It is not a quick read, you really have to pay attention to what you read. But for those who like victorian stories, this story should hit the mark. In fact this story seems to be what all the more recently written victorian fictions I have read are striving to be. Definitely a good read if these kind of humorous victorian romances are your thing; this is the original.

Although I don't think I will be reading a ton more Jane Austen; I did find this to be an enteraining book. I am also looking forward to reading the spoof on it "Pride and Prejudice and Zombies."

City of Gold and Lead by John Christopher (4/5 stars)

This is the second installment in the Tripods trilogy. It is my favorite book of the trilogy and is still as much fun 20 years from when I first read it.

Will, Beanpole, and Henry are training for the games in hopes that one of them will make it into a city of the Tripods and be able to escape to provide vital intelligence to the human resistance.

The description of what happens in the Tripods city is amazing and interesting. I remember reading this when I was younger and finding it absolutely fascinating. The end of the book leaves you hanging and wondering what will happen. It is a fast-paced book with amazing detail as to the Tripod race

This is a wonderful creative series; that still inspires curiosity of the unknown. It is a trilogy that seems to withstand time. I can't wait to read the last book in the series.

Fledgling by Octavia E. Butler (4/5 stars)

I have never read anything by Octavia Butler, and as she is a prominent writer in the Sci-Fi genre, I though it would be interesting to read one of her books. This is also the last book she wrote before she died. Overall it was an interesting take on vampire communities; and discussed issue of racism, sexual freedom, and immortality. I listened to this on audio and the audio production was of excellent quality; my only complaint would be that the narrator's voice is very dispassionate which lends a coldness to Shori's character.

Shori wakes up in immense pain, not knowing where she is or who she is. As time passes she heals; later she is picked up on the side of the road by Wright. Shori herself seems to be an 11 year old girl; but Wright is strangely drawn to her in very inappropriate ways. Shori realizes she needs his blood and after she takes blood from him the two of them cannot be separated. As time progresses Shori finds that she needs more than just Wright to satisfy her; she needs the blood of many. Eventually Shori finds that she is actual a 53 year old Ina; a very long lived (possibly alien) race that have a symbiotic relationship with humans. They need human blood andcompanionship to survive. For some reason someone wants Shori dead; it may be because of her dark skin and the fact that Shori is a genetic experiment to make Ina able to withstand the sun.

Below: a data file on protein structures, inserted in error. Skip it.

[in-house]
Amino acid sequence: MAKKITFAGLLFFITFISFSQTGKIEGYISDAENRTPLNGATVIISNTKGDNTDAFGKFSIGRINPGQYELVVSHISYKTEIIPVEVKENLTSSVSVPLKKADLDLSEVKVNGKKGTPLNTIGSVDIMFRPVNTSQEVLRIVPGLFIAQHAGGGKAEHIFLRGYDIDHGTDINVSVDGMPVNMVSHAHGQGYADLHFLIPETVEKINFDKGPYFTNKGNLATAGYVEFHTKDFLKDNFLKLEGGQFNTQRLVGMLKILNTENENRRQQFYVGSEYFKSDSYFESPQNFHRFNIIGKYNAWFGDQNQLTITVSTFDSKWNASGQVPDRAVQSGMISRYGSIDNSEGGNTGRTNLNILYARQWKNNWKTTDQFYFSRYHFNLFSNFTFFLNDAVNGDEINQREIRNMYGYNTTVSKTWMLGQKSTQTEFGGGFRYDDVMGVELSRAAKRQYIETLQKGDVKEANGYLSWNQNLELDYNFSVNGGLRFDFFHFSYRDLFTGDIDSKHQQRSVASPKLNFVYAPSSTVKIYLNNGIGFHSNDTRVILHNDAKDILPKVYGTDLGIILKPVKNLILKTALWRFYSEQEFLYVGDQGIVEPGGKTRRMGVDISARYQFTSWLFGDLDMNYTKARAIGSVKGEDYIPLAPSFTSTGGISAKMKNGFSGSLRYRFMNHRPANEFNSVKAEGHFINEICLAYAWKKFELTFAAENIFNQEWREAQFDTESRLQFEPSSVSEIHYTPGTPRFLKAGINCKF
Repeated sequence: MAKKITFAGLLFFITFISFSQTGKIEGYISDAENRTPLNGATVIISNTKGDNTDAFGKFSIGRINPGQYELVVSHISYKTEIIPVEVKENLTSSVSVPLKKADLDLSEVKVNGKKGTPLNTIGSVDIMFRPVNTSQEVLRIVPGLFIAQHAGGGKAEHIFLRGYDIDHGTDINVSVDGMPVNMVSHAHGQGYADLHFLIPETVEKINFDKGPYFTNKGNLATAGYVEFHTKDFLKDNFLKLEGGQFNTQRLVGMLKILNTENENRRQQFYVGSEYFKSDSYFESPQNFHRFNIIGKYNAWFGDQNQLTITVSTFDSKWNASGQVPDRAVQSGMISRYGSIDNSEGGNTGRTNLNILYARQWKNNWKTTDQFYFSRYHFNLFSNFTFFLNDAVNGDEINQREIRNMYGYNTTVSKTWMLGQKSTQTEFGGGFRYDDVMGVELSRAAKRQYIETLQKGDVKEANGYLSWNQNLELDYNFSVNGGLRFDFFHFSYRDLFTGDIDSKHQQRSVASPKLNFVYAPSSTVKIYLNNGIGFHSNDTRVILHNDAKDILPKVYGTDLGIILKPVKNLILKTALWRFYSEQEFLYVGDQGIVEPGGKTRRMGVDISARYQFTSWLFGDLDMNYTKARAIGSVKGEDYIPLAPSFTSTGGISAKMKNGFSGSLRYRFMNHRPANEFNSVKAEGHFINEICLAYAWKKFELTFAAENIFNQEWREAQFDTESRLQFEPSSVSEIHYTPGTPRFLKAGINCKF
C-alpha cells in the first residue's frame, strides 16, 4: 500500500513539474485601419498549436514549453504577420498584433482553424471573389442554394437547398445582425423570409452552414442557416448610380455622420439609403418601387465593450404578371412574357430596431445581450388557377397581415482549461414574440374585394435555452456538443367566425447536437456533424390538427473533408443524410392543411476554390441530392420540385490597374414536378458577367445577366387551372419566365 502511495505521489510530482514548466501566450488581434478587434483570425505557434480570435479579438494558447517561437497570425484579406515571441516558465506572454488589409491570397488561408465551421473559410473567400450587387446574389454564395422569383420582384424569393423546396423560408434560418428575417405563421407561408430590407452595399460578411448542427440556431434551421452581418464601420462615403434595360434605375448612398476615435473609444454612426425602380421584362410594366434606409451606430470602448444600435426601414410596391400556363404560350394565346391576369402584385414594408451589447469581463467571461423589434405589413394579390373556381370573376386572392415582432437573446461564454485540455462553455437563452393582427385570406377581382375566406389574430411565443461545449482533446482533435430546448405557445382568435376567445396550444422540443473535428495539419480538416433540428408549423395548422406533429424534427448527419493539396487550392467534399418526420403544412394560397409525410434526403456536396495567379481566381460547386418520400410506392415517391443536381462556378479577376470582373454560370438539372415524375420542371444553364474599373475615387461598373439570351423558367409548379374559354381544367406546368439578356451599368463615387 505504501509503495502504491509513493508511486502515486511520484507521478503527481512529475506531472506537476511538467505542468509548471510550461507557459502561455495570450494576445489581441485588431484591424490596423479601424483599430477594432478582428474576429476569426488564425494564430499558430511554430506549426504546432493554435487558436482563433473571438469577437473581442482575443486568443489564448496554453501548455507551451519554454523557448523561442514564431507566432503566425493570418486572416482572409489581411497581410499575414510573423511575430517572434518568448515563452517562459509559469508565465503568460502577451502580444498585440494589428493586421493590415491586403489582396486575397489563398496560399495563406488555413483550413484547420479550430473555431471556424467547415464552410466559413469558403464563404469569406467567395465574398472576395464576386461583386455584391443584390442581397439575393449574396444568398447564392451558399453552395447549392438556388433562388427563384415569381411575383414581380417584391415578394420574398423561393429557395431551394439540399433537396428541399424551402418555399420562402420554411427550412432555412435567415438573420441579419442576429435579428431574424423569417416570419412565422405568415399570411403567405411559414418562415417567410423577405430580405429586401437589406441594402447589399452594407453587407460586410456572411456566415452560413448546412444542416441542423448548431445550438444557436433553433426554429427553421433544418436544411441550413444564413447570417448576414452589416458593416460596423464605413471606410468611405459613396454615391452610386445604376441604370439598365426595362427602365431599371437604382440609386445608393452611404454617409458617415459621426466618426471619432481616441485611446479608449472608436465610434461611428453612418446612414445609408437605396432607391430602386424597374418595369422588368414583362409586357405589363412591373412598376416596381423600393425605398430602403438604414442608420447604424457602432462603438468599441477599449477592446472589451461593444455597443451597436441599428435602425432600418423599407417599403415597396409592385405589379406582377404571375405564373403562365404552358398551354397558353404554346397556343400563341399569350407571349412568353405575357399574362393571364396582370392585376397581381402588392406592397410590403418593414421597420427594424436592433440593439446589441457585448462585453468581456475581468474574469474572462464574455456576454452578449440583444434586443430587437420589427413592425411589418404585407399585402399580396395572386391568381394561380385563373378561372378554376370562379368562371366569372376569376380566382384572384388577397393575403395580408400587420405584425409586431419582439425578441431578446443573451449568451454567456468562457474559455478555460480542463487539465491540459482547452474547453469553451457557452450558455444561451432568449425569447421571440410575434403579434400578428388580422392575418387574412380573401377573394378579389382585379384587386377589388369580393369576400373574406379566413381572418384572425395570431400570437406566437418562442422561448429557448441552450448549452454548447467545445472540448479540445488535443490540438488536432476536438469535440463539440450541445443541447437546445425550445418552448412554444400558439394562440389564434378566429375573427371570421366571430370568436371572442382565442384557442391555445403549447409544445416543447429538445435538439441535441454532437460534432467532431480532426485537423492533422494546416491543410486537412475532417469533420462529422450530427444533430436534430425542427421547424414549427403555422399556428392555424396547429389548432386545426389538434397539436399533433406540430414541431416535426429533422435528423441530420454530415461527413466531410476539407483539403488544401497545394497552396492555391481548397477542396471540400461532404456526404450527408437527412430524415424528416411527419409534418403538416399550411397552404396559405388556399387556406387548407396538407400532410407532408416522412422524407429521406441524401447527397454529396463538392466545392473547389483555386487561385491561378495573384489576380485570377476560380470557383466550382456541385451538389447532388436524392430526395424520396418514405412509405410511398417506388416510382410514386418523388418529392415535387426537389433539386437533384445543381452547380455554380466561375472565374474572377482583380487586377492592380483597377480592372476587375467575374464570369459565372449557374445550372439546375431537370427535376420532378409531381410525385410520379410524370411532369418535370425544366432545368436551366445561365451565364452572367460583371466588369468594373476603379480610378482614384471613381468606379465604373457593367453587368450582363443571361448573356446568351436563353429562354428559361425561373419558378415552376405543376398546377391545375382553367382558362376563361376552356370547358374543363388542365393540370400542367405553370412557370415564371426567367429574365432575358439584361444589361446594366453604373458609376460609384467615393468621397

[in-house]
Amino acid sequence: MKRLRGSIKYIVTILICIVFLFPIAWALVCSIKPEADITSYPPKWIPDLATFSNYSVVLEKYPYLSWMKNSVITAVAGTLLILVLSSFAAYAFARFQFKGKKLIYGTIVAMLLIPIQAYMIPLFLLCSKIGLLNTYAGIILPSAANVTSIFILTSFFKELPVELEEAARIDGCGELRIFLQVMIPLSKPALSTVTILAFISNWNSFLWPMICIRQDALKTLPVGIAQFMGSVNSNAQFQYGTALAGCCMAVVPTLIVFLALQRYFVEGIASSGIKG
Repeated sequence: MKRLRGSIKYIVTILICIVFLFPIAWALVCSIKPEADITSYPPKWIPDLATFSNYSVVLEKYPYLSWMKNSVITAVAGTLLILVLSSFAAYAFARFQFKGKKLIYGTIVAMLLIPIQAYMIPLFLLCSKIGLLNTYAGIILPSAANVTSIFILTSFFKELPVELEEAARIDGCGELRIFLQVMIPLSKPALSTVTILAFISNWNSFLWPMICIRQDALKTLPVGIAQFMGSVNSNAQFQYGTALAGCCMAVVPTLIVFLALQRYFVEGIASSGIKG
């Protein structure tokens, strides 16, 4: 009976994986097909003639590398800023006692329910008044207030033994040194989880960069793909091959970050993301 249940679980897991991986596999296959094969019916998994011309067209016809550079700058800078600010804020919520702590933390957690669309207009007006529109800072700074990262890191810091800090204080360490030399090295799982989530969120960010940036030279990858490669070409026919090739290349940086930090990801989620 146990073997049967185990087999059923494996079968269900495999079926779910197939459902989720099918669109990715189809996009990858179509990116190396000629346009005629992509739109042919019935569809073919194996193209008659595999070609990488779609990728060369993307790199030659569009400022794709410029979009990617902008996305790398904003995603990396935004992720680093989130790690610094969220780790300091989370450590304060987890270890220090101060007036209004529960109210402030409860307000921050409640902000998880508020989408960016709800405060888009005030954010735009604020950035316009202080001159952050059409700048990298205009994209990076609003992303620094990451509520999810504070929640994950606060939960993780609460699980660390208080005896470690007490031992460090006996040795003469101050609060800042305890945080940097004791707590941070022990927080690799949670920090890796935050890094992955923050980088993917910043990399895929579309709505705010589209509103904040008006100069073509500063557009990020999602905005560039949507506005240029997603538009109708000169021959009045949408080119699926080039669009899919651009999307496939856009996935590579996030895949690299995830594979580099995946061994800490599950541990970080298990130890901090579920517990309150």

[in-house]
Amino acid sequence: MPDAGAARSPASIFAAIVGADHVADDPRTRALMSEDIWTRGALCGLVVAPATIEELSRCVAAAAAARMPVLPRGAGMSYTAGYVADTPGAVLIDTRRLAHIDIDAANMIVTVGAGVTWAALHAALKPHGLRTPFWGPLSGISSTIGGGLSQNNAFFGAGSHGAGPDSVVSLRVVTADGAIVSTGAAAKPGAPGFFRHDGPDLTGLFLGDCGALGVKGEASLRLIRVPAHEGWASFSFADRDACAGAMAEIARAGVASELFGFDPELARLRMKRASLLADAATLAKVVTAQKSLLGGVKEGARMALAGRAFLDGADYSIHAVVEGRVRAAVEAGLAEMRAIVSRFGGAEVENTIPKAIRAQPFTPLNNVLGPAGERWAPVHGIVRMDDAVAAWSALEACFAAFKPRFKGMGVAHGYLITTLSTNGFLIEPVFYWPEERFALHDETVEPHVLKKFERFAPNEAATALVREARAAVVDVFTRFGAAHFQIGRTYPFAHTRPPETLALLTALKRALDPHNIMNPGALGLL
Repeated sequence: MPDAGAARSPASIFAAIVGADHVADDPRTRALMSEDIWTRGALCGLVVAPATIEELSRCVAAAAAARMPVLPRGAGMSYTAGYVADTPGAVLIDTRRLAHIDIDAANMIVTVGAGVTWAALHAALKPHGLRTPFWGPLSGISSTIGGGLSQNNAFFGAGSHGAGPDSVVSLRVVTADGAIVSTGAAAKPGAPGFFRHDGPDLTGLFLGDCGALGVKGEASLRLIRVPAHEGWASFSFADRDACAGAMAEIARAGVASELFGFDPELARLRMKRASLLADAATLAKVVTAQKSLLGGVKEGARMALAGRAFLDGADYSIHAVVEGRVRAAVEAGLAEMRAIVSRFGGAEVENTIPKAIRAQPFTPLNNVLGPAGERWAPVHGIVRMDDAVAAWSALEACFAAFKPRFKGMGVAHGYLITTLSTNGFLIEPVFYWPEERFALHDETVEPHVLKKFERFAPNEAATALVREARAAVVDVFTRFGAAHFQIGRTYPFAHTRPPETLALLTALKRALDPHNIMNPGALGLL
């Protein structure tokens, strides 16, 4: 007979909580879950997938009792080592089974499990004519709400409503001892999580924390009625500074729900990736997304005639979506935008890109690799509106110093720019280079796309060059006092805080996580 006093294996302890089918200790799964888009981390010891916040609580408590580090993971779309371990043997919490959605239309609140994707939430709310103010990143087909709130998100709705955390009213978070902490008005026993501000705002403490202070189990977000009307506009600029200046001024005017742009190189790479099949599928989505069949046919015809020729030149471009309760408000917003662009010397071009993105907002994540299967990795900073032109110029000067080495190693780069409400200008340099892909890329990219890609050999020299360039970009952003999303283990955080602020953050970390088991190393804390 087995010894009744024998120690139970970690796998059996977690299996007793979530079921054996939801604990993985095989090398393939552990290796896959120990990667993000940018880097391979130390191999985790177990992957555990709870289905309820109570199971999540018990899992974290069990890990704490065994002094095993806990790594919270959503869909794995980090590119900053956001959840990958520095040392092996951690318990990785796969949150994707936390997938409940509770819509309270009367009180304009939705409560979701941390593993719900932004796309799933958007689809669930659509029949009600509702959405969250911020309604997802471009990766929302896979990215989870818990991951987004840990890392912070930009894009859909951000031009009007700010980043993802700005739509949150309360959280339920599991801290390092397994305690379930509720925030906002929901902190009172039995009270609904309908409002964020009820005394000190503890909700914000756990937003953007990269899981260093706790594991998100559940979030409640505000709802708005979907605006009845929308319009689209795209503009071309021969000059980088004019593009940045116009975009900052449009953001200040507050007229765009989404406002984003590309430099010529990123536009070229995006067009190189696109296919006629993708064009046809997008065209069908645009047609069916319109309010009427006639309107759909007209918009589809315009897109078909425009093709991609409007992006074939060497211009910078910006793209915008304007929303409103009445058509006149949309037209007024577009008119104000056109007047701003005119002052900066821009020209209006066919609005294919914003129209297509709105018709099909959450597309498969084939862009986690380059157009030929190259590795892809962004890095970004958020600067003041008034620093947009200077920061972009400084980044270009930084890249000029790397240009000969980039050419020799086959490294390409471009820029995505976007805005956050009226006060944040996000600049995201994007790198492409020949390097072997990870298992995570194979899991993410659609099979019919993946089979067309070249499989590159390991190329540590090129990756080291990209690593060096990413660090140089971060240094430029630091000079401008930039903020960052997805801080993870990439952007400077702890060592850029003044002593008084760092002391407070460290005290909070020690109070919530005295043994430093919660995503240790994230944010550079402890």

I didn't find any of the characters in this book to be particularly engaging, and the plot plodded along at times making it difficult to pay attention. This book is very outstanding though in the complexity of the Ina community and the mythos behind that community. This book and the race of the Ina are intricately detailed and very well thought out. This book also touches on issues concerning societal beliefs. Shori, as the only dark-skinned Ina, deals with a sort of racism. Shori appears to be 10 years old (but is really 53) and her sexual relationship with Wright may be disturbing to some readers. Shori and her Symbiants (humans that feed her) also have a very complex relationship; and Shori loves them emotionally and physically without any thought as to their gender or age.

All in all I enjoyed this book. It is an interesting take, actually a unique take, on vampire-type society. It make you think a lot about societal issues and introduces you to a whole new complex world and race. It is definitely more of a thinking book and the slow deliberate pace may put off some readers; I think that the creativity andthoughtfulness of the plot more than offset this pace though.

I am not sure if I will read more of Butler's works or not. Her writing was good but it was a bit too political for me at parts; she also seems to write book to inspire thought and as such they aren't great entertainment as much as food for thought. I would have to be in a particularly thoughtful mood to enjoy her works.